“MAKING HOME AFFORDABLE” GUIDELINES
Making Home Affordable program has been revised several times in an effort to
be more effective and useful for borrowers facing difficulty. The following is
a summary of the guidelines. There are several aspects to the program including
a refinance option, a modification option and a new unemployment program. (the comments in parenthesis and
italicized are the author’s)
Home Affordable Refinance Program
(Program is set to expire June 10, 2011)
language describing this program upon its initiation was “Designed for
eligible homeowners who are current on their mortgages but have been unable to
take advantage of today’s low interest rates because their homes lack
sufficient equity due to loss of value.” The objective is to help
homeowners obtain more stable and/or affordable loans.
this program is available to homeowners who have a solid payment history on an
existing Fannie Mae or Freddie Mac loan. The anticipation is that those
borrowers who have been prohibited from refinancing because their current
loan-to-value ratio exceeds 80% will now be eligible to refinance at
today’s lower rates. (If interest
rates increase, as some are predicting, this refinance option may become less
expectation is that because the lenders and servicer
already have the borrower’s information on file, less documentation will
be required in the new refinance transaction.
reduction in documentation along with the expectation that an appraisal will be
able to be waived is expected to make a refinance quicker and less costly for
lenders and borrowers.
plan relies upon the voluntary cooperation of the lenders and seems to
allow each lender the latitude to determine the credit worthiness of the
borrower and other aspects of each refinance request. Nor do we have a clear idea of the
evaluation process and there seems to be a lack of consistent interpretation of
the guidelines, adopted by all lenders. (It may be reasonable to
assume that many borrowers may be deemed ineligible and thus we can expect that
short sale transactions may continue.)
are the guidelines for eligibility.
originated on or before January 1, 2009 and currently owned or guaranteed by
Fannie Mae or Freddie Mac.
liens on owner occupied properties only whose current lien does not exceed 125%
of the current market value.
loan limits although the higher limits up to $729,750 in designated communities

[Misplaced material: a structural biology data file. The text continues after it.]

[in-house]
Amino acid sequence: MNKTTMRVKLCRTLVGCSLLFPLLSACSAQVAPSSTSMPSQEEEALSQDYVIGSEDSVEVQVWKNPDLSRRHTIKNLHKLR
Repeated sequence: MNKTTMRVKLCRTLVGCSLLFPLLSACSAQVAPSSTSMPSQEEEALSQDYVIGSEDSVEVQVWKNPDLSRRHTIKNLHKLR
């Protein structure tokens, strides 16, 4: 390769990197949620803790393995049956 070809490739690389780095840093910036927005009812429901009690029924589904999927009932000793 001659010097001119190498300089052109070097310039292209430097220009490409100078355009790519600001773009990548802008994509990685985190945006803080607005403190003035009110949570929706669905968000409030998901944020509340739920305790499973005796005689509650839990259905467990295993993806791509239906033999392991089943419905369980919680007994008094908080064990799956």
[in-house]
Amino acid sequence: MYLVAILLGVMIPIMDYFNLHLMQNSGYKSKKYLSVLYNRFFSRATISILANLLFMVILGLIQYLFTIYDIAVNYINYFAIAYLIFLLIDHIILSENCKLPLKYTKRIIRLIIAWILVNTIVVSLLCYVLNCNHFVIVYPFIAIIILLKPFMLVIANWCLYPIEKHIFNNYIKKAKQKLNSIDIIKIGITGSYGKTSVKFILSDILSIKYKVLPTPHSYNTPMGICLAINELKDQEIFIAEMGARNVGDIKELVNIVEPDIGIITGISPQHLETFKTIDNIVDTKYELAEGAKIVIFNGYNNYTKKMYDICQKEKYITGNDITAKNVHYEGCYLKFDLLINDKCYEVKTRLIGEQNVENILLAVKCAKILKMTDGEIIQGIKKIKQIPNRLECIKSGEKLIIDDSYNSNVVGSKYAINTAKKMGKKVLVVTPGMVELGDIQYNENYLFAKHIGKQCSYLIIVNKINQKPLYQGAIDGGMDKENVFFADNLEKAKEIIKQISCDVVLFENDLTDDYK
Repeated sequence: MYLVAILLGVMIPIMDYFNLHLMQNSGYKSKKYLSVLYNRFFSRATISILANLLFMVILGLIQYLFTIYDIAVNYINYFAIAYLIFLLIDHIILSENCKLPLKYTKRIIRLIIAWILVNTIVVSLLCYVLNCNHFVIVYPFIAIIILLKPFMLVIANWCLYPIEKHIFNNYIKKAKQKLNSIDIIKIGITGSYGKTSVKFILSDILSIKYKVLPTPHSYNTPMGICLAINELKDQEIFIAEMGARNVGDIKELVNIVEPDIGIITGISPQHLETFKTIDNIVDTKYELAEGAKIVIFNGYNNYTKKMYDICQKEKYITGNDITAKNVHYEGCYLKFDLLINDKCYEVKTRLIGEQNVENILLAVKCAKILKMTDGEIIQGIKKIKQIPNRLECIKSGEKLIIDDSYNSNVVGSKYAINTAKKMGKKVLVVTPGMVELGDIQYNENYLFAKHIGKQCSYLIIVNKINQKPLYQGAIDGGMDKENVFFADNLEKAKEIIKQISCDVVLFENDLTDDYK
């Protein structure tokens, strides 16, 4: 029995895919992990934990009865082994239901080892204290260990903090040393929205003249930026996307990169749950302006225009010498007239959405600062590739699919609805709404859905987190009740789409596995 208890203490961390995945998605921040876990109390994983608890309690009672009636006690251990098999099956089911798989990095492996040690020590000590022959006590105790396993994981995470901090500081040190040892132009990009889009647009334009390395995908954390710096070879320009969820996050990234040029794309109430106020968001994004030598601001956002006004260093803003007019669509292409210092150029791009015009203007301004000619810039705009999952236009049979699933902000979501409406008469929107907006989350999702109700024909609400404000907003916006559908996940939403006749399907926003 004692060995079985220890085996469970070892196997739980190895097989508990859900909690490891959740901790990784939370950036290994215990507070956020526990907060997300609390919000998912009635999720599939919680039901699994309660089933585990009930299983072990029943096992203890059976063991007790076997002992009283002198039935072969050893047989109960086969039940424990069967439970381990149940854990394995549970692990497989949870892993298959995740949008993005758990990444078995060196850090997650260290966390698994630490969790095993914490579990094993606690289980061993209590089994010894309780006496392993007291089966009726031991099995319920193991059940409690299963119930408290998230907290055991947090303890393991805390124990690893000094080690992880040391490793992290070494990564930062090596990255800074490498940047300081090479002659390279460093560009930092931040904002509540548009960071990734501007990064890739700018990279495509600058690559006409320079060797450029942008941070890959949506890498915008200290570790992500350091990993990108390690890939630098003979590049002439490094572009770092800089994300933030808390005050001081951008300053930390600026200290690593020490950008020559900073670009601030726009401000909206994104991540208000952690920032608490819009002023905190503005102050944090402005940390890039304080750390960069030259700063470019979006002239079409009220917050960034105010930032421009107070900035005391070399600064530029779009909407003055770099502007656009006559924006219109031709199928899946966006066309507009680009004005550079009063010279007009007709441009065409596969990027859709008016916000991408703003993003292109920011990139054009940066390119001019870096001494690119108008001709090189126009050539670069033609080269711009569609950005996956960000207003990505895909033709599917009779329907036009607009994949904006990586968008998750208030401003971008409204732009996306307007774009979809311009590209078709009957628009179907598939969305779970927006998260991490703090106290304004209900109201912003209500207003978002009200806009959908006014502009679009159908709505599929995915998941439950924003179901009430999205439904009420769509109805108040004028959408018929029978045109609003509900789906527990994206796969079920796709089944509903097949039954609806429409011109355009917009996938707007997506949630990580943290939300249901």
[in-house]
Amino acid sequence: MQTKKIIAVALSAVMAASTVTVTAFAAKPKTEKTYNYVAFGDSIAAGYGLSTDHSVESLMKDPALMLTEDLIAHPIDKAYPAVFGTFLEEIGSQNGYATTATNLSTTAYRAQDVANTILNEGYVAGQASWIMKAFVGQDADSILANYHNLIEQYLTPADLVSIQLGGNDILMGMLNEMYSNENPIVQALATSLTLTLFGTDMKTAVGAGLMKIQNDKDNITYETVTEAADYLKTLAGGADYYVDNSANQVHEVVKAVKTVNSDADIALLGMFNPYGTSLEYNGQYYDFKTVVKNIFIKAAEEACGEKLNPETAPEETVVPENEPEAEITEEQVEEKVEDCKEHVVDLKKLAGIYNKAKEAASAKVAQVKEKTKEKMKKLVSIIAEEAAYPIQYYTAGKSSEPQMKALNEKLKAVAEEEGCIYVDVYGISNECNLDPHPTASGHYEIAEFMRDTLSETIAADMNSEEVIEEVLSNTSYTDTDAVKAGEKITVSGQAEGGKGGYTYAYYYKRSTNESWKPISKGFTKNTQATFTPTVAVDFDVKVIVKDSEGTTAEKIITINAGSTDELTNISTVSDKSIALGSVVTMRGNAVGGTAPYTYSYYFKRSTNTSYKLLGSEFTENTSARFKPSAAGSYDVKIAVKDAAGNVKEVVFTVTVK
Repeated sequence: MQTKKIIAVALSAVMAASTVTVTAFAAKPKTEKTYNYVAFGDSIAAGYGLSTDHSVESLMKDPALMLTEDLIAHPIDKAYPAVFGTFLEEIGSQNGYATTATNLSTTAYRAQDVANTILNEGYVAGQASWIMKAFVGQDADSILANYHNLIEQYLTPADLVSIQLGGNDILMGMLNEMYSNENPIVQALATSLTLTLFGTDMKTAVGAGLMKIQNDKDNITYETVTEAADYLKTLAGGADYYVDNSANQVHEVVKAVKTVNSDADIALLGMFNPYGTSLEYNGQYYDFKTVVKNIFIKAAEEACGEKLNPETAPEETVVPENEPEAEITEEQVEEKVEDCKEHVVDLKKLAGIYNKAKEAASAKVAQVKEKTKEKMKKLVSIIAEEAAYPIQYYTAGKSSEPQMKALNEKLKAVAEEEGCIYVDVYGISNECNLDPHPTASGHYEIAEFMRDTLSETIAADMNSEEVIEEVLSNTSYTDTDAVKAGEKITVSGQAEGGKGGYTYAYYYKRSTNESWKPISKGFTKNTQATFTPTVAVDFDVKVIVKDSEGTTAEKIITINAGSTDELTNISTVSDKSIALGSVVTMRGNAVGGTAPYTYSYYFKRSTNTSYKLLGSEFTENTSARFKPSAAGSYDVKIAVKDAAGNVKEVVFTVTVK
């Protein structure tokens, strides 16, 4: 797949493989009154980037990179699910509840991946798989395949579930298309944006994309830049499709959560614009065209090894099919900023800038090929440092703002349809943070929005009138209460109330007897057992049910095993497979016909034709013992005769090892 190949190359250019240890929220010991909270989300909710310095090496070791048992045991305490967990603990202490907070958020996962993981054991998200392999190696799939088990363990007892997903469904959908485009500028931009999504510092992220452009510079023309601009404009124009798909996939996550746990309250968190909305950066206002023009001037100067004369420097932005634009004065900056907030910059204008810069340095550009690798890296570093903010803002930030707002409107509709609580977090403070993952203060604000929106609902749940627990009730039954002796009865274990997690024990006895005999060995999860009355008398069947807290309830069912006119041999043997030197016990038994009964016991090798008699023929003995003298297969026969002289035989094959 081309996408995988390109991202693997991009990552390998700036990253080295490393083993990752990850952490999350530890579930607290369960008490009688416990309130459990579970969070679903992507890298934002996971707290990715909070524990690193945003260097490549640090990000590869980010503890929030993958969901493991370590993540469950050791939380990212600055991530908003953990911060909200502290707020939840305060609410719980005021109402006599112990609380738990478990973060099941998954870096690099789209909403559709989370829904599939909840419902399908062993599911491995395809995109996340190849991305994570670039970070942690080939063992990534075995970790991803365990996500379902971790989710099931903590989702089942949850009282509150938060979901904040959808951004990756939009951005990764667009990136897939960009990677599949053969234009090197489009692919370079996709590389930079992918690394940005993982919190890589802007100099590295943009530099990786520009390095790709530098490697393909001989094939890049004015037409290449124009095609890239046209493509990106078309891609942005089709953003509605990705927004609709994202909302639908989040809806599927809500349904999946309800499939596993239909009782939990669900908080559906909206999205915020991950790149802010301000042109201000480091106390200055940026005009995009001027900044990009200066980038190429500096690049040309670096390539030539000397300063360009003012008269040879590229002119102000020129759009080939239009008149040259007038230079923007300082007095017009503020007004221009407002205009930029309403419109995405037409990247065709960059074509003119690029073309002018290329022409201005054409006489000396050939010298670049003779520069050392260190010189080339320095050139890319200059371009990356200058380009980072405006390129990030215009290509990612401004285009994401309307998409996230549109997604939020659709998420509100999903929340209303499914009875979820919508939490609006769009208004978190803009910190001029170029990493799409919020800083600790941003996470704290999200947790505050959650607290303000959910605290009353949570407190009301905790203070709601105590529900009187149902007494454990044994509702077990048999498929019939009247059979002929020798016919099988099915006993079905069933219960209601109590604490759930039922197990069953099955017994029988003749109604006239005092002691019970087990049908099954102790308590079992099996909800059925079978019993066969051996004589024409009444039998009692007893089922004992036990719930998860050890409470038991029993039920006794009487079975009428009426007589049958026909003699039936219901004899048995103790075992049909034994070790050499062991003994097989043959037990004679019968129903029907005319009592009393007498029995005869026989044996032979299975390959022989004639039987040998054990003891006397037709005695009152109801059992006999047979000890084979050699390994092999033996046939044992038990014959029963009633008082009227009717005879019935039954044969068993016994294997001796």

documentation of income and assets required. The guidelines for qualification
seem to be left up to the lender performing the refinance. (Vague guidelines would seem to allow lender to make arbitrary decisions
that can not be easily refuted by consumers).
A homeowner obtaining a loan under the Home
Affordable Refinance Program (HARP) will be required to pay points and fees
similar to any refinance transaction. If the borrower has both a first and
second loan, the refinance will affect only the first mortgage. The second lien
holder must agree to remain in the junior lien position and the borrower is
only obligated to qualify for the first loan refinance. (Most feel that it is unlikely that junior lien holders will cooperate
in this arrangement).
Home Affordable Modification
(Program is set to expire
December 31, 2012)
portion of the program has received the most attention and seems to have the
more developed guidelines. Designed to reach “at risk” borrowers
and modify loans into more affordable payment schedules. (It is also the portion of the program that has created the most
frustration for homeowners with the often extraordinarily long time frames for
accomplishing a modification. Too often, homeowners feel that they are strung
along for a long period of time only to be denied a modification.)
Following are the guidelines for eligibility.
originated on or before January 1, 2009
liens on owner occupied, one to four unit properties
loan limits although the higher limits up to $729,750 for single family homes in
designated communities are allowed
documentation of income and assets required accompanied by an
sufficient documentation of financial hardship is required. (While hardship can be identified as an
increasing payment or rate adjustment making the payment unaffordable, lenders seem
mostly to be looking for job loss or other reduction in income or medical
complications as the main reasons for the sudden hardship.)
· Borrowers who have not missed
payments but who are at imminent risk of default are to be targeted. The
borrower who is delinquent in payments seems ineligible under the guidelines. (Unfortunately,
many borrowers in the beginning were previously instructed that they were
ineligible for assistance until they were delinquent. Then, those same
borrowers were told that because they stopped making payments, in an effort to
qualify for help, that they were no longer eligible. Better communication has
hopefully resulted in less disappointment))
· The monthly
payments, including PITI and any PMI, will be reduced to no more than 31% of
the borrower’s gross monthly income. (As
an incentive to participate,the
lender will be reimbursed by the government for the cost of the reductions in